5 Tricks to Overcome Imposter Syndrome as a New Entrepreneur

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by Agatha Brewer

Let me first say: as a new entrepreneur, you will doubt yourself. But it’s the way you overcome the doubt that makes the difference between success and failure.

First of all, it’s perfectly normal to feel like you haven’t figured it all out. Why would you expect that?

You’ve just started your business and you’re testing everything – including your marketing, the products or services you’re selling, even your business idea in general. Additionally, if you are a service provider, your entire business can rely on a skill that you recently learned. You need to sell your services while still mastering the skills yourself. So of course you will feel a little out of your league.

Knowing this, many of us get caught up in comparing ourselves to other successful entrepreneurs, forgetting that we may have had difficult journeys to where we are now.

So how can new entrepreneurs deal with impostor syndrome so they can keep going?

1. Collect evidence of success.

Our brains are wired with an innate negativity bias, so we usually look for the negative in our surroundings rather than looking for the positive. When you’re used to being self-critical, you tend to ignore external affirmations and rationalize any positive feedback you receive. The next time someone compliments you, accept the compliment graciously and add it to your memory of positive evidence.

And while it looks like all you have to report in your company is failures, you want to be on the lookout for indicators of success early on. For example, did you get a great customer testimonial? Personalize it or paste it in a note on your phone. In my case, I look at feedback from previous customers when I have a moment of self-doubt.

And a pro tip: you want to get feedback from trusted sources. If your old high school friend doesn’t understand why you’re starting a business, don’t worry. Look for feedback from mentors, past clients, and people who understand what you’re doing.

2. Stop comparing yourself to others.

As I mentioned earlier, it is important to stop comparing yourself to others. With the advent of social media, we’ve made it even more difficult to end the comparison game and the inevitable spirals of self-doubt that it entails. It’s so easy to compare yourself to a role model in your industry and wonder why you’re not there yet. But they shouldn’t be on your level; That is why they are a role model!

When you find yourself comparing yourself to a successful entrepreneur, ask yourself these questions:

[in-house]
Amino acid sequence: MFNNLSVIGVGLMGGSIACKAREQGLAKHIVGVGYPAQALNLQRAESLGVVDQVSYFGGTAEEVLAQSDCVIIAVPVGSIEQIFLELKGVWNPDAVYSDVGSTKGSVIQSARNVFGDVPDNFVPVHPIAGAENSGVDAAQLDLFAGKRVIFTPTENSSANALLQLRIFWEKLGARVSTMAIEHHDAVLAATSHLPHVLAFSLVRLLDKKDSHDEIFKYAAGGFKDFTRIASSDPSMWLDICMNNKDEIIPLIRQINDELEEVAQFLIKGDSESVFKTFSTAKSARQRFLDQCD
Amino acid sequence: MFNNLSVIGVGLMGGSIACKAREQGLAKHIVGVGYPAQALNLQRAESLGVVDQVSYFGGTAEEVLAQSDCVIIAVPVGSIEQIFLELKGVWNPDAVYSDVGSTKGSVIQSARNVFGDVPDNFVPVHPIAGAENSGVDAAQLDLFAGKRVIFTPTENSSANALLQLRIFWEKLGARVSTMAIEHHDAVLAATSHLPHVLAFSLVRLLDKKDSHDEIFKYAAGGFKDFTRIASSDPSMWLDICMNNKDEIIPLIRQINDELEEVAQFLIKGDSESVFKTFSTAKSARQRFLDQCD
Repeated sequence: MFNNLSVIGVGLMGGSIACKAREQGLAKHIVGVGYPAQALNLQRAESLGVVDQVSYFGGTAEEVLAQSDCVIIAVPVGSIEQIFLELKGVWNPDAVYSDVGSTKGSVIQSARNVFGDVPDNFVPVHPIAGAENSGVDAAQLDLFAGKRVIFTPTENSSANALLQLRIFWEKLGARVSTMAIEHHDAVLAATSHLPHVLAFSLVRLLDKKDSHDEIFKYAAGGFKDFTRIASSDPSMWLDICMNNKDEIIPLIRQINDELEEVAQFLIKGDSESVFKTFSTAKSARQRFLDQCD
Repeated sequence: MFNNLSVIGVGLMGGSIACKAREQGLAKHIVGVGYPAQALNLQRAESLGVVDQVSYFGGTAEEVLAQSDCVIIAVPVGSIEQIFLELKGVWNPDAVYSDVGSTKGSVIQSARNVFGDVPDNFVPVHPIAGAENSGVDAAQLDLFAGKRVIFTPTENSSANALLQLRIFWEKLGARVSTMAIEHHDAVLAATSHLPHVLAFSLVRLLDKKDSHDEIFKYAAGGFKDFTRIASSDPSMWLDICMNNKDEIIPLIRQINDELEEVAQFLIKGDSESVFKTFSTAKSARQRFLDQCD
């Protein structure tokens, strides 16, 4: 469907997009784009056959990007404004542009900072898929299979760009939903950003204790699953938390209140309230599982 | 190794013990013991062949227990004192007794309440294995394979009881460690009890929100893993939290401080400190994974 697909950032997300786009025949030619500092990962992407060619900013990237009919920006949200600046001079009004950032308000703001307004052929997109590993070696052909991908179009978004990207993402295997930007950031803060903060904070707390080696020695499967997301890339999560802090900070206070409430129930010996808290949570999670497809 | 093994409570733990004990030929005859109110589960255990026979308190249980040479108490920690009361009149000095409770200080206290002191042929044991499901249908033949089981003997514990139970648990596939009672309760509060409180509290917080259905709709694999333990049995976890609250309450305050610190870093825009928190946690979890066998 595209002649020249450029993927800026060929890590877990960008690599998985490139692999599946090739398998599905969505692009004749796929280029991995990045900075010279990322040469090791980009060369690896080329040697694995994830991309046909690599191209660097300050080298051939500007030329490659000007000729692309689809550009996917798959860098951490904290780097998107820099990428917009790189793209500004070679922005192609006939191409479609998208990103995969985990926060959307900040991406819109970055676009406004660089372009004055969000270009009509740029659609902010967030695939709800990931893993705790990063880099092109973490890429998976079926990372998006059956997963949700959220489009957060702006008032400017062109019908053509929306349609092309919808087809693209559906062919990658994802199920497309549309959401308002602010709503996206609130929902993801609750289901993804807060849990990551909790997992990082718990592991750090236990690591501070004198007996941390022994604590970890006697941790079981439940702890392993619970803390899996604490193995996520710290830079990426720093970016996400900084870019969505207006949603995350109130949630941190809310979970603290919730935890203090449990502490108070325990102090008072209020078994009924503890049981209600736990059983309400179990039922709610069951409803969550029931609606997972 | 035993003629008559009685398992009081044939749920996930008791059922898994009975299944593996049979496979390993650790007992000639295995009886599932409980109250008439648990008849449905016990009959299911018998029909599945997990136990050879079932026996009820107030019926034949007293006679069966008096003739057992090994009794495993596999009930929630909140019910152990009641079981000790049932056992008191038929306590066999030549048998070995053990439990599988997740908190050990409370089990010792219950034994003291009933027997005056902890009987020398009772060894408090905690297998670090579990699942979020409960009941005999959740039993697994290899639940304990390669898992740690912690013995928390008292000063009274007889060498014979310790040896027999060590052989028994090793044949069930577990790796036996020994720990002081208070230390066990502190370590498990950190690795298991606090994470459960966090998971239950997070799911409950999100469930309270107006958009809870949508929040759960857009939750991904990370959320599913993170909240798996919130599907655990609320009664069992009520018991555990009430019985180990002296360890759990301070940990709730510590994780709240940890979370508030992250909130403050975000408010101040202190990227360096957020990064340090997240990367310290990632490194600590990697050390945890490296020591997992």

• What quality do I see in them that I don’t see in myself? How can I promote this quality?
  • When did you start your business? Is that the same period as mine?
  • Will comparing this person help me move forward?

Ideally, you should drop all comparisons to others and measure your success against an earlier version of yourself. Have you become more confident, made more sales, or achieved another goal that you set for yourself? It doesn’t matter what your competition is doing. You’re not them, and your customers don’t care as much as you think they are anyway. They care about the results you bring them.

3. Normalize the feeling.

The more you come to terms with the fact that you may feel uncomfortable as a new entrepreneur, the faster you will accept it and move on. A recent study by Kajabi found that 84 percent of entrepreneurs and new business owners suffer from imposter syndrome.

Be aware that every entrepreneur – even the experienced – sometimes feels insecure.

The one question that Oprah hears most often after interviews is a version of, “Was that okay?” “How was I?” And she’s interviewed all of world leaders, successful athletes, and CEOs – all of whom we consider to be pretty confident on the outside.

This proves that self-confidence is not something you have to feel around the clock to be successful. As long as you can access it when you need it, everything is fine.

4. Separate your inherent value from your business success.

Linking your own worth to (or lack of) success in your business is easy. But they are two different things. You are born with an inherent value – you don’t add anything to it or remove it over time, and nothing you do can change that.

See your successes and failures in your company differently. If you fail at something, it doesn’t mean you are a failure. It just means that you may have to rearrange or change your business.

5. Work with a coach.

If you are still struggling with imposter syndrome, it can be helpful to work with a coach as they can find the cause of why you are feeling this way. For example, you may find that you have a lot of perfectionist tendencies. Or, they may see you telling each other outdated stories about why you can’t be successful and help you break them down so that they no longer have any power over you. Trainers are trained to spot your blind spots and have tools that can help you change the way you view yourself or a situation in your life.

Agatha Brewer is the founder of Agatha Brewer Coaching, where she works with new entrepreneurs to help them start and grow their business. She combines more than 15 years of experience in digital marketing and her coach training (Whole Person Certified Coach®) to help new business owners to implement their ideas from their heads into reality, create the right strategic foundations and solve all mental blocks, that stand in their way.

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